[13:39] oola Neruda: in all societies...education is paramount… agreed... in ALL
[13:40] Kiki Walpanheim: nods
[13:40] hope63 Shepherd: yes oola.. but what should one teach the kids..
[13:40] oola Neruda: ahhh you hit the hot spot hope
[13:40] herman Bergson: So...now we have started with Adam Smith and his ideas...we might look into Liberalism as such the next time
[13:40] Rodney Handrick: case in point…finance should be taught from the elementary grades
[13:40] hope63 Shepherd: smile-- you noticed i'm back:)
[13:41] oola Neruda: and no child left behind is not hitting those abstract NECESSARY hot spots
[13:41] herman Bergson: well...they learn counting Rodney.. ㋡
[13:41] hope63 Shepherd: and spending lol
[13:41] Rodney Handrick: I don't think it was meant too oola
[13:41] herman Bergson: and arithmatics
[13:42] hope63 Shepherd: to keep the economy going:)$
[13:42] oola Neruda: smiles... to rodney... bunch of businessmen meddling and making schools into factories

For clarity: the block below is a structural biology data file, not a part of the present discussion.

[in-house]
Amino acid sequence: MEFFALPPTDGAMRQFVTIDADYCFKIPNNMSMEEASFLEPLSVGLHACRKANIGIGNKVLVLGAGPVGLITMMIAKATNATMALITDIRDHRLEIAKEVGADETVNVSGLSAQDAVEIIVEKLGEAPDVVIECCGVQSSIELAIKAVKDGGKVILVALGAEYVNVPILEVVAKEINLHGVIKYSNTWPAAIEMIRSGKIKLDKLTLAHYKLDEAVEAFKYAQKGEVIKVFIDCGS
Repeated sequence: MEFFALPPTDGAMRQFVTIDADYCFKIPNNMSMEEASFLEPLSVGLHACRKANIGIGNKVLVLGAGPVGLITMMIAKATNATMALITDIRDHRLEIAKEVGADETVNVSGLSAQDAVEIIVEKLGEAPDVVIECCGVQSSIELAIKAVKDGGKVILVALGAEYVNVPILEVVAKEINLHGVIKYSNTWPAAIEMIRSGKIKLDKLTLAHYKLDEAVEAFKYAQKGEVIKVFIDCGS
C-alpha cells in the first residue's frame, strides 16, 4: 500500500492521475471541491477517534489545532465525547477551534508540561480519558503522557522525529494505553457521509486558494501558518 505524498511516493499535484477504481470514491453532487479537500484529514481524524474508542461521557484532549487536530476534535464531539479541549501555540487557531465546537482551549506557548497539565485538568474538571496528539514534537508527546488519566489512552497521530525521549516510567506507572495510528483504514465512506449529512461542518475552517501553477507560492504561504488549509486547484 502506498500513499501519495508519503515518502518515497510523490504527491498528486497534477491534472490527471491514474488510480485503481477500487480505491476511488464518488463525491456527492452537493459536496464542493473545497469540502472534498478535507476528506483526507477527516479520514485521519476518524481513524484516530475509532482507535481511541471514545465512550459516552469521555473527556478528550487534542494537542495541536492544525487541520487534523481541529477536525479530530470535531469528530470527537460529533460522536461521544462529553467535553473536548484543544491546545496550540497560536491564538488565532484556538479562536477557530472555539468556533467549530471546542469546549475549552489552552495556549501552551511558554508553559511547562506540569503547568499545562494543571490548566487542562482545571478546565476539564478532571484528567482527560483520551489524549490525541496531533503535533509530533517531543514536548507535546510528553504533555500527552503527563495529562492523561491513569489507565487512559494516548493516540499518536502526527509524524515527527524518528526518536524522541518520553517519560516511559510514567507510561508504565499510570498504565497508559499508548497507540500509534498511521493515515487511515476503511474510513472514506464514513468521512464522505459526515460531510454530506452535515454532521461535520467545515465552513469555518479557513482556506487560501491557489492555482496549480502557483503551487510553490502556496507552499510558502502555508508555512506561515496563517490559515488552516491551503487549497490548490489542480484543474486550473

[13:42] Bruce Mowbray: Public TV stations (PBS) in America are teaching business to children -- I love to watch their afternoon programs.
[13:42] Kiki Walpanheim: wonders what adam smiths thinks about protectionism too
[13:42] Gemma Cleanslate: lol oola
[13:43] Rodney Handrick: I don't think the world would be in the financial pickle it's in now if people had a basic knowledge of finance
[13:43] herman Bergson: He is against protectionism...
[13:43] Kiki Walpanheim: oh....
[13:43] herman Bergson: mercantilism is a kind of protectionism too
[13:43] Kiki Walpanheim: oh...
[13:43] herman Bergson: The labor creates the necessities...and all that is produced more is good for free trade
[13:44] Bruce Mowbray: Sure -- those taxes on imports "protect" the domestic production.
[13:44] Bruce Mowbray: Mercantilism.
[13:44] herman Bergson: exactly...